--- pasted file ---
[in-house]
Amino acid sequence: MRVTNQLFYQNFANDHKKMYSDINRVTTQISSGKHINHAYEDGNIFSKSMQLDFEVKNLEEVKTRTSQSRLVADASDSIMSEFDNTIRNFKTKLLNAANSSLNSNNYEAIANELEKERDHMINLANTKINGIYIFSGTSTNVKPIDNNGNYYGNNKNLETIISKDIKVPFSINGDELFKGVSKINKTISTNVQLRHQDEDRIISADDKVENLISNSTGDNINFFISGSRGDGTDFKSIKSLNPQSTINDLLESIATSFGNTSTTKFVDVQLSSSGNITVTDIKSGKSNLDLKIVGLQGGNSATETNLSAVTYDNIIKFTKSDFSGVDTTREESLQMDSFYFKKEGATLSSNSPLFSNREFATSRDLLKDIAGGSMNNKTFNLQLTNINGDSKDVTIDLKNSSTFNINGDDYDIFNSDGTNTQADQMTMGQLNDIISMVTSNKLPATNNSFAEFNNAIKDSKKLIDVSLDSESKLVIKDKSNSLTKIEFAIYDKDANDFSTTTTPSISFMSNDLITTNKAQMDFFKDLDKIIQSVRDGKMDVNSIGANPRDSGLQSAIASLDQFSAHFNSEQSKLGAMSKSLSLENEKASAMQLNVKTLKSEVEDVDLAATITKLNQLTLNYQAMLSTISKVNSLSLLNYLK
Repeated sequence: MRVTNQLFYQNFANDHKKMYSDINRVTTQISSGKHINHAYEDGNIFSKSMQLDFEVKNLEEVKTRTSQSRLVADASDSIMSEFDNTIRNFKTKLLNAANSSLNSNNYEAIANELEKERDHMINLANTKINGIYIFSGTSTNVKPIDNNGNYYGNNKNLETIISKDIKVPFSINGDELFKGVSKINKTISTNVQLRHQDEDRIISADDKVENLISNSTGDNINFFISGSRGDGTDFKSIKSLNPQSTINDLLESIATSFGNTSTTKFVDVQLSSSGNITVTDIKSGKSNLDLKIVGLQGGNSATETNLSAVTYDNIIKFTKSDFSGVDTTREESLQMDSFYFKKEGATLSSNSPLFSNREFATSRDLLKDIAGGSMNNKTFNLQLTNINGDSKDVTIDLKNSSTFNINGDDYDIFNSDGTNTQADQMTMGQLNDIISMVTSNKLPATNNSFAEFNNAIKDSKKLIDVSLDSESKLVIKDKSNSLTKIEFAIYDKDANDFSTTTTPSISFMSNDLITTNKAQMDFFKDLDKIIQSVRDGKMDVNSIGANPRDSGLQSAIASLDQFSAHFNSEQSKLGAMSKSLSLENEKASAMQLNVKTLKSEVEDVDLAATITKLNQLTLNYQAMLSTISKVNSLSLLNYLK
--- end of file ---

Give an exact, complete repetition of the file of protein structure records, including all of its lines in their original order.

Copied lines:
[in-house]
Amino acid sequence: MRVTNQLFYQNFANDHKKMYSDINRVTTQISSGKHINHAYEDGNIFSKSMQLDFEVKNLEEVKTRTSQSRLVADASDSIMSEFDNTIRNFKTKLLNAANSSLNSNNYEAIANELEKERDHMINLANTKINGIYIFSGTSTNVKPIDNNGNYYGNNKNLETIISKDIKVPFSINGDELFKGVSKINKTISTNVQLRHQDEDRIISADDKVENLISNSTGDNINFFISGSRGDGTDFKSIKSLNPQSTINDLLESIATSFGNTSTTKFVDVQLSSSGNITVTDIKSGKSNLDLKIVGLQGGNSATETNLSAVTYDNIIKFTKSDFSGVDTTREESLQMDSFYFKKEGATLSSNSPLFSNREFATSRDLLKDIAGGSMNNKTFNLQLTNINGDSKDVTIDLKNSSTFNINGDDYDIFNSDGTNTQADQMTMGQLNDIISMVTSNKLPATNNSFAEFNNAIKDSKKLIDVSLDSESKLVIKDKSNSLTKIEFAIYDKDANDFSTTTTPSISFMSNDLITTNKAQMDFFKDLDKIIQSVRDGKMDVNSIGANPRDSGLQSAIASLDQFSAHFNSEQSKLGAMSKSLSLENEKASAMQLNVKTLKSEVEDVDLAATITKLNQLTLNYQAMLSTISKVNSLSLLNYLK
Repeated sequence: MRVTNQLFYQNFANDHKKMYSDINRVTTQISSGKHINHAYEDGNIFSKSMQLDFEVKNLEEVKTRTSQSRLVADASDSIMSEFDNTIRNFKTKLLNAANSSLNSNNYEAIANELEKERDHMINLANTKINGIYIFSGTSTNVKPIDNNGNYYGNNKNLETIISKDIKVPFSINGDELFKGVSKINKTISTNVQLRHQDEDRIISADDKVENLISNSTGDNINFFISGSRGDGTDFKSIKSLNPQSTINDLLESIATSFGNTSTTKFVDVQLSSSGNITVTDIKSGKSNLDLKIVGLQGGNSATETNLSAVTYDNIIKFTKSDFSGVDTTREESLQMDSFYFKKEGATLSSNSPLFSNREFATSRDLLKDIAGGSMNNKTFNLQLTNINGDSKDVTIDLKNSSTFNINGDDYDIFNSDGTNTQADQMTMGQLNDIISMVTSNKLPATNNSFAEFNNAIKDSKKLIDVSLDSESKLVIKDKSNSLTKIEFAIYDKDANDFSTTTTPSISFMSNDLITTNKAQMDFFKDLDKIIQSVRDGKMDVNSIGANPRDSGLQSAIASLDQFSAHFNSEQSKLGAMSKSLSLENEKASAMQLNVKTLKSEVEDVDLAATITKLNQLTLNYQAMLSTISKVNSLSLLNYLK